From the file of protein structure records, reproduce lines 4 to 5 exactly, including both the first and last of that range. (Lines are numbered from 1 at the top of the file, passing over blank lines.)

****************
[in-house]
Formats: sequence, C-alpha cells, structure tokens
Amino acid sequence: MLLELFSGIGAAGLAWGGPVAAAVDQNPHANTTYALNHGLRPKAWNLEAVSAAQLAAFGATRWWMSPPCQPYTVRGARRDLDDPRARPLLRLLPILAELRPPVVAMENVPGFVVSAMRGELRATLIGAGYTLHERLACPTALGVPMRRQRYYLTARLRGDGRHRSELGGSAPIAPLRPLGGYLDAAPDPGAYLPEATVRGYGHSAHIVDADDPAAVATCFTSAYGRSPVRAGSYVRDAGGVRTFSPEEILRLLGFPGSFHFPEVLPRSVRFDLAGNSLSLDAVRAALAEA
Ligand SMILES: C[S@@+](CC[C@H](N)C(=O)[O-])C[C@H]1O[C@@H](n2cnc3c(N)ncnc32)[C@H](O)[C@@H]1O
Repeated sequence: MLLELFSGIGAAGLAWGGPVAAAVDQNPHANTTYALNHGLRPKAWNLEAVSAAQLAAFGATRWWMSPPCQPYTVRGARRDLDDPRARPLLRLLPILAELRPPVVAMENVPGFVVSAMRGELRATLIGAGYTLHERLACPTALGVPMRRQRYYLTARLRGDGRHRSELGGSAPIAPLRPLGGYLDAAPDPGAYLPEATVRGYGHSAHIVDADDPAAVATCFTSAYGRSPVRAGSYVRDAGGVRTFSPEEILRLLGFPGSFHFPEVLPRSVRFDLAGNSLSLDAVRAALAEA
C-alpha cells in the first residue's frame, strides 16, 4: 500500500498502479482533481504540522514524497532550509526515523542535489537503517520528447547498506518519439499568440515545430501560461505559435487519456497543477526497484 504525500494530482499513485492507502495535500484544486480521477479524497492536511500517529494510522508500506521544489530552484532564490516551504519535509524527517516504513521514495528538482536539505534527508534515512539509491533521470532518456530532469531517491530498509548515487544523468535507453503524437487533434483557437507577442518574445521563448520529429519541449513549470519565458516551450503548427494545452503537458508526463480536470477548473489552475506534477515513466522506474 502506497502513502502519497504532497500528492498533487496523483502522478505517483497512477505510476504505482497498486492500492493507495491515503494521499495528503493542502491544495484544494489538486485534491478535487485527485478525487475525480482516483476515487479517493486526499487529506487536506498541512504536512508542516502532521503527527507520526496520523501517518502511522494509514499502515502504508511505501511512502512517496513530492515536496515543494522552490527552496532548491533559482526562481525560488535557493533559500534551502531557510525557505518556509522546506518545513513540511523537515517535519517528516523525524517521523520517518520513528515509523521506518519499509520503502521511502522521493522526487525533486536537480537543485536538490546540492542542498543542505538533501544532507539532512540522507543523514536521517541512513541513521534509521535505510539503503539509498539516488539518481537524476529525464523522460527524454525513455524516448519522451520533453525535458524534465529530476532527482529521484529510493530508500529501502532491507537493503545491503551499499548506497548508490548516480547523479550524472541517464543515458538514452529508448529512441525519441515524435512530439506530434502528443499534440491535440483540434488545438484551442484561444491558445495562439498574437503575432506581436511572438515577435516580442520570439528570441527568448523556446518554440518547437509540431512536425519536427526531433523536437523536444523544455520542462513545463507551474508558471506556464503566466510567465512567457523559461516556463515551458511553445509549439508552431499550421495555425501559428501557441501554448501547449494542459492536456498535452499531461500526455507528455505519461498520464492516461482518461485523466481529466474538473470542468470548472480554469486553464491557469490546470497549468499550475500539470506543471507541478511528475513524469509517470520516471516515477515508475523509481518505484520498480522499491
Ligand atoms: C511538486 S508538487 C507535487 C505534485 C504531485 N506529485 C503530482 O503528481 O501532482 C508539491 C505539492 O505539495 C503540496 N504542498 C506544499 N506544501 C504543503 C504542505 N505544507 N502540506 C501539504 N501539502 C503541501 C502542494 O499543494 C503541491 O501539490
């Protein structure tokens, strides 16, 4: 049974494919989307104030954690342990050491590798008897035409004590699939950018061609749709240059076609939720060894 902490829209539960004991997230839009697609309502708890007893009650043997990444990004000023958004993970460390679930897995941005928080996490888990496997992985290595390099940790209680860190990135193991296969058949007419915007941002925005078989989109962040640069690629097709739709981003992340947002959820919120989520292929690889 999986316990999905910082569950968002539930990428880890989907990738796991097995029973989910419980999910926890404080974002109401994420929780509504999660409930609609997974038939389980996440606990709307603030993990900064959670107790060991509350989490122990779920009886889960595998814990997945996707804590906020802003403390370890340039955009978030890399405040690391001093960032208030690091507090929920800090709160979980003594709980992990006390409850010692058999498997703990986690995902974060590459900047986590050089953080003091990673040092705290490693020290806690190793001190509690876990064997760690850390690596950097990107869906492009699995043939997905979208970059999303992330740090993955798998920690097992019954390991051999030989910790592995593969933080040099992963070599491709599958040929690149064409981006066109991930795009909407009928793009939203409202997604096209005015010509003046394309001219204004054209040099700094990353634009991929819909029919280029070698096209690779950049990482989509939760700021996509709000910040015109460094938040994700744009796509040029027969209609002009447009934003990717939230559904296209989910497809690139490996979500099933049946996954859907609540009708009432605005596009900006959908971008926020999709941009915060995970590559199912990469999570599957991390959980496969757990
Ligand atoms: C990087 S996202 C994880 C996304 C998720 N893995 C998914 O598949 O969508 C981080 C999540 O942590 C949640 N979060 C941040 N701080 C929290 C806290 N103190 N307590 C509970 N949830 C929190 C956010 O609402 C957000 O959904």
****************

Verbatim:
Ligand SMILES: C[S@@+](CC[C@H](N)C(=O)[O-])C[C@H]1O[C@@H](n2cnc3c(N)ncnc32)[C@H](O)[C@@H]1O
Repeated sequence: MLLELFSGIGAAGLAWGGPVAAAVDQNPHANTTYALNHGLRPKAWNLEAVSAAQLAAFGATRWWMSPPCQPYTVRGARRDLDDPRARPLLRLLPILAELRPPVVAMENVPGFVVSAMRGELRATLIGAGYTLHERLACPTALGVPMRRQRYYLTARLRGDGRHRSELGGSAPIAPLRPLGGYLDAAPDPGAYLPEATVRGYGHSAHIVDADDPAAVATCFTSAYGRSPVRAGSYVRDAGGVRTFSPEEILRLLGFPGSFHFPEVLPRSVRFDLAGNSLSLDAVRAALAEA